14. But this is precisely the area where the Housing Act is poorly drafted. In s213 it states: and then it says be dealt with in accordance with a scheme (No mention of 14 days here!) Just two clauses down it then changes to it goes on to give a time limit of 14 days from receipt. Therefore, would it not be possible for the agent, holding the deposit, and not passing it to the landlord to absolve the landlord under the 14 day rule. The landlord can say as his defence to any court action, "under s213(3) I have never received the deposit, and so I am not subject to the 14 day rule. Sue the person who received it (i.e. the agent) not me".
  15. I am not saying that I agree with the judge, but if you bear with me, I'll play devils advocate. Trouble is, and I was not specific enough, s214 of the Housing Act refers to "the tenant", not "a tenant". I would be difficult for anyone to bring concepts of general contract law into this poorly drafted legislation. As I said above, the Act writes about THE tenant, which is a specific person. Sadly, not so. The term "relevant person" is given a definition in s213(10), Thus as you will see, a relevant person cannot, according to the definition actually be the tenant, or even the ex-tenant. In a number of cases at the moment, the outcome differs from what this government intended. And whereas the intention of the government may be clear, the law as drafted does not reflect this. To quote Mr Bumble in Oliver Twist "If the law supposes that, the law is a ass—a idiot."
  16. Not quite correct. The DWP must "lay an information" into the magistrates court within six months of the offence. This could be just sketchy details, with the substantive allegation following later. There can be a delay of some months after the information was laid before the summons was issued. You need to find out when the information was laid before the magistrates.
  17. Our office has never to my knowledge ripped off any landlord. Should any overseas landlord insist on no expense without prior consent and only after three estimates have been obtained, I would agree this but my management fee would be increased to compensate for the extra work involved in this (how many times have you asked a contractor (or a few sometimes) for an estimate, and never got it even after reminders. Having said the above, round our way the agents commission structure for management seems to be the key decider, regardless of the service level offered. If you are cheap you get the instruction - if not, you don't. Thus many landlords, sadly, deserve to be ripped off. They have an asset worth six figures and they penny pinch on fees, not realising that being out of the country means they have to give a lot of trust to an agent. I am aware in our town of agents who sub-let; make fictitious invoices for non-existent repairs from a "contractor" who is in fact an associated company of the agent; and never inspect the property. One agent in the town has this clause in their standard terms (and this clause has been there since 2002 that I know of, and probably earlier than this) that has to be the most audacious I have ever seen: m) The Agent reserves the right to increase fees and/or commission from time to time without notifying the landlord in advance in writing. I can't see how any landlord would sign up to this. Yet this agent is ARLA registered and is the biggest in the town with over 1,300 managed properties.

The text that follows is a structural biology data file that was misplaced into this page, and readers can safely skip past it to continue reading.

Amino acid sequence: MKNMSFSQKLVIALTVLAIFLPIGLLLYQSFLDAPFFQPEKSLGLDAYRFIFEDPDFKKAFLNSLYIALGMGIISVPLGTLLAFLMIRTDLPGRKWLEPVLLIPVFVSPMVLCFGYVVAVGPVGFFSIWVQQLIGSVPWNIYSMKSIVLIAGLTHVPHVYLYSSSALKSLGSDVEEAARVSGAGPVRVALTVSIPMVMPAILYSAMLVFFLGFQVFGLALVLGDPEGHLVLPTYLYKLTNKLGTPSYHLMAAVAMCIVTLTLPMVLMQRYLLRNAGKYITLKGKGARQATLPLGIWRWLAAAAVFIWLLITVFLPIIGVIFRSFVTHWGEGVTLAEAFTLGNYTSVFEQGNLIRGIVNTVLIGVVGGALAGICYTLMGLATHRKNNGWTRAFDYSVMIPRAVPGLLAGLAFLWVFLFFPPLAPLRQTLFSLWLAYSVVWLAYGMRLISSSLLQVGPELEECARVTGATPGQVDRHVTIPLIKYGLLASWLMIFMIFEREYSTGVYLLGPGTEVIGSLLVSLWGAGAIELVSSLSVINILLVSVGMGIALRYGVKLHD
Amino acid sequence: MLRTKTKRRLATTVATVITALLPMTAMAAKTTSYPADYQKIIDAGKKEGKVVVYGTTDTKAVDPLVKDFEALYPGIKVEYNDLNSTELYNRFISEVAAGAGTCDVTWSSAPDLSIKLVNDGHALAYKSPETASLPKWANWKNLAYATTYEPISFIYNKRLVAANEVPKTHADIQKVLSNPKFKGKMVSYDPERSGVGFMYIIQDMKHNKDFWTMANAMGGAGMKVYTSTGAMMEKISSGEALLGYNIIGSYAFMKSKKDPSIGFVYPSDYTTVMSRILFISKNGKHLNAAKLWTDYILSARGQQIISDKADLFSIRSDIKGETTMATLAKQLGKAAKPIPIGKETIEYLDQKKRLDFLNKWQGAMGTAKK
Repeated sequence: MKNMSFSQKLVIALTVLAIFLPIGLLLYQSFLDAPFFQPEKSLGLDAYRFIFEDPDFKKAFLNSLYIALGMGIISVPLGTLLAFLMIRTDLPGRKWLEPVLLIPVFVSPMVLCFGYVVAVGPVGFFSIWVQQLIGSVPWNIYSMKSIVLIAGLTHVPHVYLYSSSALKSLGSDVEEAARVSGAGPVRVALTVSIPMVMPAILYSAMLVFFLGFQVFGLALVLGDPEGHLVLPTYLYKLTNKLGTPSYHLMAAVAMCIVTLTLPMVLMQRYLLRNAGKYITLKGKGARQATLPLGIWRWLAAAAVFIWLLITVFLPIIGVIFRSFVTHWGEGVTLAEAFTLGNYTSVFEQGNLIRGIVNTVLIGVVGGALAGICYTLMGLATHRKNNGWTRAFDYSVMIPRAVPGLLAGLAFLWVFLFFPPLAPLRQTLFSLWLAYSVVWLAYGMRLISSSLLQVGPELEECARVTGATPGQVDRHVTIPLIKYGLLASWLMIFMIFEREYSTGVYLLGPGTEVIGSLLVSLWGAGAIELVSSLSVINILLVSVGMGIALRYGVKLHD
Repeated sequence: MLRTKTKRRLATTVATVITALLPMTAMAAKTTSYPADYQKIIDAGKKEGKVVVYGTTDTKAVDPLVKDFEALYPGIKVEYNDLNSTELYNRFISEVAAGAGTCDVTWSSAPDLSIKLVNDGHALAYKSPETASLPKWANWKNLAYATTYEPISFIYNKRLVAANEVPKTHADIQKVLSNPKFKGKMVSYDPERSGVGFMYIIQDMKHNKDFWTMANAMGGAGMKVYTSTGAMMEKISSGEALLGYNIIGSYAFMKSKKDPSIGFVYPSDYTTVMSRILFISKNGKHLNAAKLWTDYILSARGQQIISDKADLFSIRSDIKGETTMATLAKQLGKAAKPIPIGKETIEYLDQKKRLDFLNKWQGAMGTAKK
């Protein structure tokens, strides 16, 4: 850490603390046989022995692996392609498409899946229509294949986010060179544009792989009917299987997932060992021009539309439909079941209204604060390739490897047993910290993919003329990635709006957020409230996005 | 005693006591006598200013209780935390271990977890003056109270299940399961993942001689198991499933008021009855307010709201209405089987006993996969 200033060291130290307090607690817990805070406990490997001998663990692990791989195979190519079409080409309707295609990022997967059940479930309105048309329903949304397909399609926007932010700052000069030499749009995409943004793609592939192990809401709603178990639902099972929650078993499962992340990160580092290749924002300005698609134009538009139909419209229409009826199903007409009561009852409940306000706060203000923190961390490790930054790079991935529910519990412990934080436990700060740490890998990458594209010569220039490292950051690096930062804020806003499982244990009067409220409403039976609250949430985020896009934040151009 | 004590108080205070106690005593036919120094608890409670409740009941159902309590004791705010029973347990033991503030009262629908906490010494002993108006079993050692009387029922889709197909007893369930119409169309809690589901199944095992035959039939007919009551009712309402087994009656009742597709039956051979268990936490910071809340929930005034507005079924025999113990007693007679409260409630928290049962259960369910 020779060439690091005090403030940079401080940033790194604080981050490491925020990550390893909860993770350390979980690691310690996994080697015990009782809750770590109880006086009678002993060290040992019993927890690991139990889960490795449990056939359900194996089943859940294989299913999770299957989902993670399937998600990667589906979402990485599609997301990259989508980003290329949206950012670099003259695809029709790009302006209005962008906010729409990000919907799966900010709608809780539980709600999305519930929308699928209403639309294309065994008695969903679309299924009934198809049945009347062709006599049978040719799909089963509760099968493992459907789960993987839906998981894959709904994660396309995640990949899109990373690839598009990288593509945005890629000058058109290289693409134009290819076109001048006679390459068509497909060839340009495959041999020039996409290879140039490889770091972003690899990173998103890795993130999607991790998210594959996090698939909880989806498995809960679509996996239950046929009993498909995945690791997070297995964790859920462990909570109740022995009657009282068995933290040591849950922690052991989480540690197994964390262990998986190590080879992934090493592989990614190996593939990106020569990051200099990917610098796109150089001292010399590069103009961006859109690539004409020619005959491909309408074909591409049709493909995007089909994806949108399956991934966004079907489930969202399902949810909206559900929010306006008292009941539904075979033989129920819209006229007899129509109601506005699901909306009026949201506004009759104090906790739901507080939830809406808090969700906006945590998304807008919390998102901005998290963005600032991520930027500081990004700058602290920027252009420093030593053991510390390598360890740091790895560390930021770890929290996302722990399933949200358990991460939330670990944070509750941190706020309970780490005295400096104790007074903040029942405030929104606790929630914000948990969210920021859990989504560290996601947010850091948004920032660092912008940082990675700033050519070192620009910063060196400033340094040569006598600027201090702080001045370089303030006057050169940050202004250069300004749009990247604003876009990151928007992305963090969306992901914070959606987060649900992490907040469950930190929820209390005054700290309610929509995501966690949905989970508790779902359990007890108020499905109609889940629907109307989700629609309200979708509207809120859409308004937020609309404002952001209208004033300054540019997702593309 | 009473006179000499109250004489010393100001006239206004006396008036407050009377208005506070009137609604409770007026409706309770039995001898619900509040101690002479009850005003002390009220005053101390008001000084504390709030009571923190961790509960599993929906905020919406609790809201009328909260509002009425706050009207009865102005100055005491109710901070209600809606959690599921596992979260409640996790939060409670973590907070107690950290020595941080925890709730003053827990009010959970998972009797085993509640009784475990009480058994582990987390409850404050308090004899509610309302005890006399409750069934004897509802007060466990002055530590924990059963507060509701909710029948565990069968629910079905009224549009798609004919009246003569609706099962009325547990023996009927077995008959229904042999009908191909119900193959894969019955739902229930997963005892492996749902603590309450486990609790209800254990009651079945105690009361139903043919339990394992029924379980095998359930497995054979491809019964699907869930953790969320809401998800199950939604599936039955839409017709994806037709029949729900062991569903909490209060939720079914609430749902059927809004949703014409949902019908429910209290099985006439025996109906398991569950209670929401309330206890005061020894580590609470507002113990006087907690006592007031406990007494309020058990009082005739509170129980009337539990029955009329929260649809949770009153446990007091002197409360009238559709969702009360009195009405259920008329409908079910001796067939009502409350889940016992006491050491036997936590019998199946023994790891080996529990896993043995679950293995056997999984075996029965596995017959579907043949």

18. Every house survey I've seen has mulititudinal get outs like: "We were unable to gain access to the flat roof, and we recommend that the services of a reputable roofing contractor are engaged and a report obtained on this. "The gas central heating system was not examined, and we recommend that the services of a reputable gas engineer are engaged and a report obtained on this. "The electrical installation and appliances were not examined, and we recommend that the services of a reputable electrical engineer are engaged and a report obtained on this." I have seen eight of the above on one report, which made me think there was not much else to be surveyed.
  19. You are probably right, despite this being not what the government intended. The legislation is flawed, and until a case gets appealed to a higher court anyone taking a landlord to court where a) the deposit was paid before 6 April 2007 or b) the tenant has vacated the property so is no longer a "tenant" is taking a risk.